When is someone legally dead?

When someone was legally dead? This is a question discussed by the Law Commission.

It released a 252-page report Death, Burial and Cremation – a new law for contemporary New Zealand, last week.

The report is a response to a request to undertake a first principles review of the Burial and Cremation Act 1964.

While the report is directed at laws governing burial and cremation, Chapter 7, Certainty about when death occurs,  does examine  whether there is a need to clarify the legal definition of death.

The commissioners concluded that common law does not provide certainty as to whether a person who is brain dead is dead for the purposes of the law.

However they did not recommend any change in the law regarding a legal definition of death “because the status quo does not present a significant practical problem for the statutory duties proposed in this Report.”

They say however that the lack of a statutory definition of death may present a greater problem in other areas of the law.

The commissioners conclude that “While it is outside the scope of this project, we suspect that greater difficulty arises in respect of organ transplantation due to the potential for doctors to carry liability for removing organs.”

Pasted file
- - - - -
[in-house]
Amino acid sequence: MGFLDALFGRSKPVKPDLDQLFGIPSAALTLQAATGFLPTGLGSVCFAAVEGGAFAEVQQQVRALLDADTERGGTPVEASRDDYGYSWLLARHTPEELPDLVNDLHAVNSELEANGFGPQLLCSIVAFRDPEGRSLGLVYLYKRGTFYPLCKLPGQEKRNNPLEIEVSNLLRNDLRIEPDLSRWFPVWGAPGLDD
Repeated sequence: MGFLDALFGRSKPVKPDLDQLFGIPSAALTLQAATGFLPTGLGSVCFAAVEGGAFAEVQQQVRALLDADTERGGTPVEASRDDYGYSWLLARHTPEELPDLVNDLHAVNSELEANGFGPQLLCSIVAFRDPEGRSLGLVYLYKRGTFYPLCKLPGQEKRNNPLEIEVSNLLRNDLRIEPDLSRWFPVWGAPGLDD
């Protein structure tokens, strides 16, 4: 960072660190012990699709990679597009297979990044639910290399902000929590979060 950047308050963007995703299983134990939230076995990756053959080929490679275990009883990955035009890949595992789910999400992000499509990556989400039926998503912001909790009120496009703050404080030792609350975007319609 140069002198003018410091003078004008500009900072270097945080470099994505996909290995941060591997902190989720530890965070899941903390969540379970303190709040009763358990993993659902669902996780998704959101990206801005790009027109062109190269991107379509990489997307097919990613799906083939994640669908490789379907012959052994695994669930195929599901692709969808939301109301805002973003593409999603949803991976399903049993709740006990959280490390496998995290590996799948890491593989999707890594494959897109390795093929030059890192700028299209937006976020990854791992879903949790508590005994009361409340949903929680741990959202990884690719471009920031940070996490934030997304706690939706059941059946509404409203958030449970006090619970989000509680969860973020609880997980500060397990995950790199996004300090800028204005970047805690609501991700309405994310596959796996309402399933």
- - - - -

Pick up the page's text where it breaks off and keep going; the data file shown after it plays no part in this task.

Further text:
They note  however that few cases have reached the courts in New Zealand in the four and a half decades since the advent of artificial respiration.

“This may indicate that brain death is not particularly common and practical legal issues are usually resolved or avoided by good communication by health practitioners, by consensus or by alternative dispute resolution processes outside court.”

The report made 127 recommendations for change burial and cremation laws.

It has been tabled in Parliament for ministers to consider developing new legislation.

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News category: New Zealand.

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